Flip side of this, a writing test has to be graded. This generally costs a lot, and is inefficient. I’ve graded AP English tests, for instance, for several years. It generally involves, as ETS couldn’t and shouldn’t afford to hire people year round just to be there when the tests come in, a group of educators, usually put up in a hotel for about two weeks. There are a couple of days of training as to standards, and then you work a twelve hour day, generally spending 10-15 minutes on each essay. You have no idea who the students are, their skill level, etc.. you look for specifically identifiable points, i.e. is there a topic sentence, are there three pieces of supporting evidence, is there a conclusion statement, and check them off a list.

For what it costs to administer and grade these standardized tests, and the quality of grading that occurs when you have to grade large amounts of them cheaply and quickly, I would say you are not doing anyone any favors by testing. It would be better to put the money into teacher training, monitoring less experienced teachers and mentoring them, and attracting more people to teach as a profession.

Testing makes for a great sound bite, and was central to No Child Left Behind. It is also excellent for the testing companies, who make good money from it. Heck it is good for me, every summer I can spend three weeks in Florida, two weeks grading and a week on the beach. It isn’t teaching, though.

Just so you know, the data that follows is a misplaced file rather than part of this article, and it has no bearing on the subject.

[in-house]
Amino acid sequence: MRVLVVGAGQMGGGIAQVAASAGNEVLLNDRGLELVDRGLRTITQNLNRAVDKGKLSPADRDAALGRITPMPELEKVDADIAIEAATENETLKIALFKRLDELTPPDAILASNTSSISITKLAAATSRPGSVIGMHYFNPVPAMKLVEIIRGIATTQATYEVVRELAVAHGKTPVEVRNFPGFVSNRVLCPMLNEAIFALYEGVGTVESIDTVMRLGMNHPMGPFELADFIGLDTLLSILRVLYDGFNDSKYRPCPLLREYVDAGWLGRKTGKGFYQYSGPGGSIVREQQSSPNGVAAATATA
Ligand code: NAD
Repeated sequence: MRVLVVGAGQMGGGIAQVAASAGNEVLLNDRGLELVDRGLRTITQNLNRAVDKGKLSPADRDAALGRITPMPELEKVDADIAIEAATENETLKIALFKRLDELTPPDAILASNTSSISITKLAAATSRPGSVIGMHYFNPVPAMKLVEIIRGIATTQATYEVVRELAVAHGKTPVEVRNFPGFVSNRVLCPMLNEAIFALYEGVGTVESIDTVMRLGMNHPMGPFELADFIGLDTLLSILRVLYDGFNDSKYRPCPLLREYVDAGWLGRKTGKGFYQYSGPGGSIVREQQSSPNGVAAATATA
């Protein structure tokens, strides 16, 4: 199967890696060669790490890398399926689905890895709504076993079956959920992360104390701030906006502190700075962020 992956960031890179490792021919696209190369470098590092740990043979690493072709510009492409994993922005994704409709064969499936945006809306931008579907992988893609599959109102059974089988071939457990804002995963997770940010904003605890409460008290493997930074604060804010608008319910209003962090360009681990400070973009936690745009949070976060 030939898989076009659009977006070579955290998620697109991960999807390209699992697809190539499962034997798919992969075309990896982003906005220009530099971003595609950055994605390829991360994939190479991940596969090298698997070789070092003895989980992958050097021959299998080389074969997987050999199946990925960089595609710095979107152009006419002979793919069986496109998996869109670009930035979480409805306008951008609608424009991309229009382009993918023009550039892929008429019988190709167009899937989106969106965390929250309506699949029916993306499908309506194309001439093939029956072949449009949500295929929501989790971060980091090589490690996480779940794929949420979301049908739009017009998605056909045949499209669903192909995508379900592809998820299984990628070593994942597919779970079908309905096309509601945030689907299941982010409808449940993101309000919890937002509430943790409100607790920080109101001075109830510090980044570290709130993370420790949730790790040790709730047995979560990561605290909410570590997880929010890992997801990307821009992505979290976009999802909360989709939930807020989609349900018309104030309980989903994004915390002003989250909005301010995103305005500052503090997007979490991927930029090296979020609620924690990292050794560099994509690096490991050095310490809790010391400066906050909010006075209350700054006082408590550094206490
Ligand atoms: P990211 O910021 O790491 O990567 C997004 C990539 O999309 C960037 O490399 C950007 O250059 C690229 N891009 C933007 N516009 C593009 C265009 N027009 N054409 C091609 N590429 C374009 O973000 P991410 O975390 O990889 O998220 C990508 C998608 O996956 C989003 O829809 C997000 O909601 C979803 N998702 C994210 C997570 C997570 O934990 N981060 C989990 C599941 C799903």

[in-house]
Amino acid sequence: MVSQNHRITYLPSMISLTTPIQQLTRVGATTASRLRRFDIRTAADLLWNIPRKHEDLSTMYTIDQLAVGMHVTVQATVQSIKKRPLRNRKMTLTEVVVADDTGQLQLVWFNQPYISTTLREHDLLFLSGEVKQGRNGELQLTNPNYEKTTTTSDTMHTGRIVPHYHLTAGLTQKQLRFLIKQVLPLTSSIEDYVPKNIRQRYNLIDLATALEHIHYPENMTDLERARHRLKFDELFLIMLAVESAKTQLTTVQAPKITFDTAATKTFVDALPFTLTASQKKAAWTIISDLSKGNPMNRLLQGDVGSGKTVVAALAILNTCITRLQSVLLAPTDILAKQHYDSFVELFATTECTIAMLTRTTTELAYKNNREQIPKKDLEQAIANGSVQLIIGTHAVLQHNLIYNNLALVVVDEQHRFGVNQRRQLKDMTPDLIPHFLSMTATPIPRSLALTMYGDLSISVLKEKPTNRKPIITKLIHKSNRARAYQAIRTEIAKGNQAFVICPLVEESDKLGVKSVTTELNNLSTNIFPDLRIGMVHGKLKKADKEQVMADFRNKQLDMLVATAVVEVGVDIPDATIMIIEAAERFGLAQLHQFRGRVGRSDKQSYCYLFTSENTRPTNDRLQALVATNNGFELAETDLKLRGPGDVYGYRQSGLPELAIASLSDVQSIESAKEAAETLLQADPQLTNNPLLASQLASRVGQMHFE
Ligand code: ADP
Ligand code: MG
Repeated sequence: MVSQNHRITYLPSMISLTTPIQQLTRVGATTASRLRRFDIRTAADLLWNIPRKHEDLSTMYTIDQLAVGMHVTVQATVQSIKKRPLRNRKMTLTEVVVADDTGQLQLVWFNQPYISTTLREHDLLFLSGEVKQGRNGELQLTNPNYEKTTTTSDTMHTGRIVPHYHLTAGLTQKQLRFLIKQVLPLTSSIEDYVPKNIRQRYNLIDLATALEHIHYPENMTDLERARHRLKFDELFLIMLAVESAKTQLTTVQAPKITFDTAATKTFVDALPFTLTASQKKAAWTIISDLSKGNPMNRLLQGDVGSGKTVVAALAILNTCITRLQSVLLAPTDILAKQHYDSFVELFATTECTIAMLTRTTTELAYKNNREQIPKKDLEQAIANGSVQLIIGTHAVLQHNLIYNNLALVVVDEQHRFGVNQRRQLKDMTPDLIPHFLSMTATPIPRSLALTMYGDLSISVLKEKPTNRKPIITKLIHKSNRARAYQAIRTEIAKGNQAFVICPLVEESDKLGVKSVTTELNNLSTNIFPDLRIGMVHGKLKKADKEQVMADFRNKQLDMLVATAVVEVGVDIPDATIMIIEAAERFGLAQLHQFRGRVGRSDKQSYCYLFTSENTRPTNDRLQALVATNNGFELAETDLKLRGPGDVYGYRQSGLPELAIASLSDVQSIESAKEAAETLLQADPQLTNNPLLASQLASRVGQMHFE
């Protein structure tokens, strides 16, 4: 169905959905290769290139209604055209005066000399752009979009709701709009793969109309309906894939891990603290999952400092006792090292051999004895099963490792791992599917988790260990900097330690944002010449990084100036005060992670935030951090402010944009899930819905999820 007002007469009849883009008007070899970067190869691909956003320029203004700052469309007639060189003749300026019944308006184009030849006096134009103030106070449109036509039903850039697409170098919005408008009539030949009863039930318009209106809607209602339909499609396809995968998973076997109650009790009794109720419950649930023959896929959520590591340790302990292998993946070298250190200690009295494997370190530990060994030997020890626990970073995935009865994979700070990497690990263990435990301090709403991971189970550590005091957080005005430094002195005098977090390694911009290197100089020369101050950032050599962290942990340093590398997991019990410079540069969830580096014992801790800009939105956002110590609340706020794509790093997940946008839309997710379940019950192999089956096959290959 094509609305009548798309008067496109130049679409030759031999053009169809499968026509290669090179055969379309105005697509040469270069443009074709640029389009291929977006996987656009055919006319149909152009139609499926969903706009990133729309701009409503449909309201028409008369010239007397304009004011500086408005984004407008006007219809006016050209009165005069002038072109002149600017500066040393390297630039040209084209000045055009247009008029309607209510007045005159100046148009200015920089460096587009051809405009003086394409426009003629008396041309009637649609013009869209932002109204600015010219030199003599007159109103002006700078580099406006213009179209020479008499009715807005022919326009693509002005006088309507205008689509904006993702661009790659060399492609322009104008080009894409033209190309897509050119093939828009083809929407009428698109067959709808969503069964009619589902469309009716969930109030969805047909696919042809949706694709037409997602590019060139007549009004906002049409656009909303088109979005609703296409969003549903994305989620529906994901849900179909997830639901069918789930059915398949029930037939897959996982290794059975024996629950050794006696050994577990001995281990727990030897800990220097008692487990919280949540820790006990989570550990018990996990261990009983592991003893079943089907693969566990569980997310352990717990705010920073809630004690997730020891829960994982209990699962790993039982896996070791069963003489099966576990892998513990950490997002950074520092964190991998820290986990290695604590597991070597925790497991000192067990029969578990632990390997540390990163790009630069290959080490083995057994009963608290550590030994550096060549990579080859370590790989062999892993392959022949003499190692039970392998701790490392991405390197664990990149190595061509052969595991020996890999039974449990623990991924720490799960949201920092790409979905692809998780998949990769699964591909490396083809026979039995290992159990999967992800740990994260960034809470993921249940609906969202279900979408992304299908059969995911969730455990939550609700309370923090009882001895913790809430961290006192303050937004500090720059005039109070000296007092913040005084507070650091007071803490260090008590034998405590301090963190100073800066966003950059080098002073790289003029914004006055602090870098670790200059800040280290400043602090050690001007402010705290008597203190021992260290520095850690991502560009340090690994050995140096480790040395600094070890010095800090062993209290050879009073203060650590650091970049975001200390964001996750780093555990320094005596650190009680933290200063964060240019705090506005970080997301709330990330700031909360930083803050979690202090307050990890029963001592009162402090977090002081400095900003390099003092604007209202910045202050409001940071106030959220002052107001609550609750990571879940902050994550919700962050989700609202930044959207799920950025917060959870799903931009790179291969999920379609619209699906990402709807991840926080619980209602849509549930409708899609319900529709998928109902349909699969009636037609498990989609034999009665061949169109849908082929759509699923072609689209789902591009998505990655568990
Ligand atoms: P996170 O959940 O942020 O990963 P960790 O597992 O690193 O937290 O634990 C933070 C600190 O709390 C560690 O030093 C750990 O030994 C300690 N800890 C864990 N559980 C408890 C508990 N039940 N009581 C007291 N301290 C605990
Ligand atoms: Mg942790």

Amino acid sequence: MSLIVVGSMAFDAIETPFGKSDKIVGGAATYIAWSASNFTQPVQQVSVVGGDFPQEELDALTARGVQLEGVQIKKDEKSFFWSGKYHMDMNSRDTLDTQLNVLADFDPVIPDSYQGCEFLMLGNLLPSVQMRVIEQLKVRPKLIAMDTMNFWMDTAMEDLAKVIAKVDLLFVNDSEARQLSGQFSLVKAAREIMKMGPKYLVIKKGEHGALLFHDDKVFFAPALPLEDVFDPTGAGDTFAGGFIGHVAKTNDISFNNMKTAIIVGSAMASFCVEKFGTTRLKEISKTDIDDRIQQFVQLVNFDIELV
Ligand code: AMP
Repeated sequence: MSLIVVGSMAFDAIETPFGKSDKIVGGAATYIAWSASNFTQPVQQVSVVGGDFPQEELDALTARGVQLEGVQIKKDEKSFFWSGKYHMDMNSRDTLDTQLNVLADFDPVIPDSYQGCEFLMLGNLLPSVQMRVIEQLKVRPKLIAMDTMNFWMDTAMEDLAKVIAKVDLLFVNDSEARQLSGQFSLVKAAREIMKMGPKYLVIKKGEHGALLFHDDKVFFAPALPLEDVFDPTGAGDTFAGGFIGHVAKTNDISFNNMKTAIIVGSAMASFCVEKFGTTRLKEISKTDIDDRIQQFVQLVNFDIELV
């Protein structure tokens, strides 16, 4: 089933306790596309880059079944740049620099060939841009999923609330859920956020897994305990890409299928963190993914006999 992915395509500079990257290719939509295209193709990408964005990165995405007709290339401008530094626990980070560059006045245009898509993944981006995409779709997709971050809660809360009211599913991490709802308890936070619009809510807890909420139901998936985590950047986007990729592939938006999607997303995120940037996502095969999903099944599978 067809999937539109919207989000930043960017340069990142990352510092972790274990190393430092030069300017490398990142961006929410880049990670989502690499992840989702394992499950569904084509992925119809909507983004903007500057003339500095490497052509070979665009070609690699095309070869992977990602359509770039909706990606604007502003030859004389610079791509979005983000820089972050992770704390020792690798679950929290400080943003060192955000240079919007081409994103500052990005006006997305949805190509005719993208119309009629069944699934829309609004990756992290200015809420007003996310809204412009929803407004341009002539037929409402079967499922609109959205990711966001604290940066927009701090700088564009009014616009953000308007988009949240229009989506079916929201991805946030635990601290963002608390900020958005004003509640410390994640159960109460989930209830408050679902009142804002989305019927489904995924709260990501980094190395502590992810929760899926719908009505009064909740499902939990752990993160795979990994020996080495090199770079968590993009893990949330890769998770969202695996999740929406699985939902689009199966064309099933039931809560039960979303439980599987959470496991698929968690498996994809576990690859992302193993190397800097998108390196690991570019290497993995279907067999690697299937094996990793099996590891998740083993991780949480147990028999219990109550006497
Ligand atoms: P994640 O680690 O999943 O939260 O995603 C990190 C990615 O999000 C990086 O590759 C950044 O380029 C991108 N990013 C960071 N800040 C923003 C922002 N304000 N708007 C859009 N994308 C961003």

I don’t agree with tenure and union seniority, but I sincerely feel it is better to put money into better teaching, than testing.

And I’m going to be again demonized for saying this. There is a lot of anti-teacher sentiment on this board, to the point where I usually don’t say I am one. In this situation? On behalf of Writing Teachers, if you give us a living wage, curriculum support, and the benefits commensurate with any corporate job, I’ll leave college teaching and go back to high school English in a second. The years I spent there were the most satisfying of my life.

A little secret, or not so secret, there is a reason why there aren’t many conservatives in education. We don’t compensate teachers for the work they do. Evidence for that? I’m not teaching anymore at the HS level, which is what I loved and enjoyed. But with that skill set, I can get better employment elsewhere. Free Market, friends. Why should I get paid less to benefit your kids? No reason I can think of.

The people who are willing to put up with the institutional B.S., take a wage cut, and be in the system are generally idealists, a.k.a. liberals.

Its a churning environment too, people stay for two, three years and are gone. Amins are the ones who have survived the process they exemplify the adage, “those who can’t teach, administer other teachers”.